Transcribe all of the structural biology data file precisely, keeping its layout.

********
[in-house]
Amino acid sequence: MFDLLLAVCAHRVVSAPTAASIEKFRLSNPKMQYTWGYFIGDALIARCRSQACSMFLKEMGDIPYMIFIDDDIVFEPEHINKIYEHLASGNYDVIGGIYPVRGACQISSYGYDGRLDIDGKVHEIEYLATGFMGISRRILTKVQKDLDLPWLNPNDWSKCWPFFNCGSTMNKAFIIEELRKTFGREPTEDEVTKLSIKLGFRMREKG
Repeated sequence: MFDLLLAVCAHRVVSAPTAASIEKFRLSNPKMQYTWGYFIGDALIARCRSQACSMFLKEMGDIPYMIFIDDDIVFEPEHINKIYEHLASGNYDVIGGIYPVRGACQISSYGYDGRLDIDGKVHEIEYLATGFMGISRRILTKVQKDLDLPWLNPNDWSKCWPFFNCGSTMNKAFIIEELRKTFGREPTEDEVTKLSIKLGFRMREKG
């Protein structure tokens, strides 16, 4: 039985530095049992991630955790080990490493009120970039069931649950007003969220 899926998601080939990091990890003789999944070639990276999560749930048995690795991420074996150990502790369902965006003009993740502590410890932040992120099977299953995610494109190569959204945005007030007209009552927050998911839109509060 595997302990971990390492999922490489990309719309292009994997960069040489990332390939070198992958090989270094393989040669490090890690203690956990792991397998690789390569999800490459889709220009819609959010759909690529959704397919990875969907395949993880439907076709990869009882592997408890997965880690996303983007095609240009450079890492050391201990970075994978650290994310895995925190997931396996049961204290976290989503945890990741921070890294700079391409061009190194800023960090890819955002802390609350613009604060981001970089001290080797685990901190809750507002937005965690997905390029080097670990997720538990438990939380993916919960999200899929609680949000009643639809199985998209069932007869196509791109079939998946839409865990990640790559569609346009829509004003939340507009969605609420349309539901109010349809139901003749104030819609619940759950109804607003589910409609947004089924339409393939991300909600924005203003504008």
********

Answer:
[in-house]
Amino acid sequence: MFDLLLAVCAHRVVSAPTAASIEKFRLSNPKMQYTWGYFIGDALIARCRSQACSMFLKEMGDIPYMIFIDDDIVFEPEHINKIYEHLASGNYDVIGGIYPVRGACQISSYGYDGRLDIDGKVHEIEYLATGFMGISRRILTKVQKDLDLPWLNPNDWSKCWPFFNCGSTMNKAFIIEELRKTFGREPTEDEVTKLSIKLGFRMREKG
Repeated sequence: MFDLLLAVCAHRVVSAPTAASIEKFRLSNPKMQYTWGYFIGDALIARCRSQACSMFLKEMGDIPYMIFIDDDIVFEPEHINKIYEHLASGNYDVIGGIYPVRGACQISSYGYDGRLDIDGKVHEIEYLATGFMGISRRILTKVQKDLDLPWLNPNDWSKCWPFFNCGSTMNKAFIIEELRKTFGREPTEDEVTKLSIKLGFRMREKG
């Protein structure tokens, strides 16, 4: 039985530095049992991630955790080990490493009120970039069931649950007003969220 899926998601080939990091990890003789999944070639990276999560749930048995690795991420074996150990502790369902965006003009993740502590410890932040992120099977299953995610494109190569959204945005007030007209009552927050998911839109509060 595997302990971990390492999922490489990309719309292009994997960069040489990332390939070198992958090989270094393989040669490090890690203690956990792991397998690789390569999800490459889709220009819609959010759909690529959704397919990875969907395949993880439907076709990869009882592997408890997965880690996303983007095609240009450079890492050391201990970075994978650290994310895995925190997931396996049961204290976290989503945890990741921070890294700079391409061009190194800023960090890819955002802390609350613009604060981001970089001290080797685990901190809750507002937005965690997905390029080097670990997720538990438990939380993916919960999200899929609680949000009643639809199985998209069932007869196509791109079939998946839409865990990640790559569609346009829509004003939340507009969605609420349309539901109010349809139901003749104030819609619940759950109804607003589910409609947004089924339409393939991300909600924005203003504008």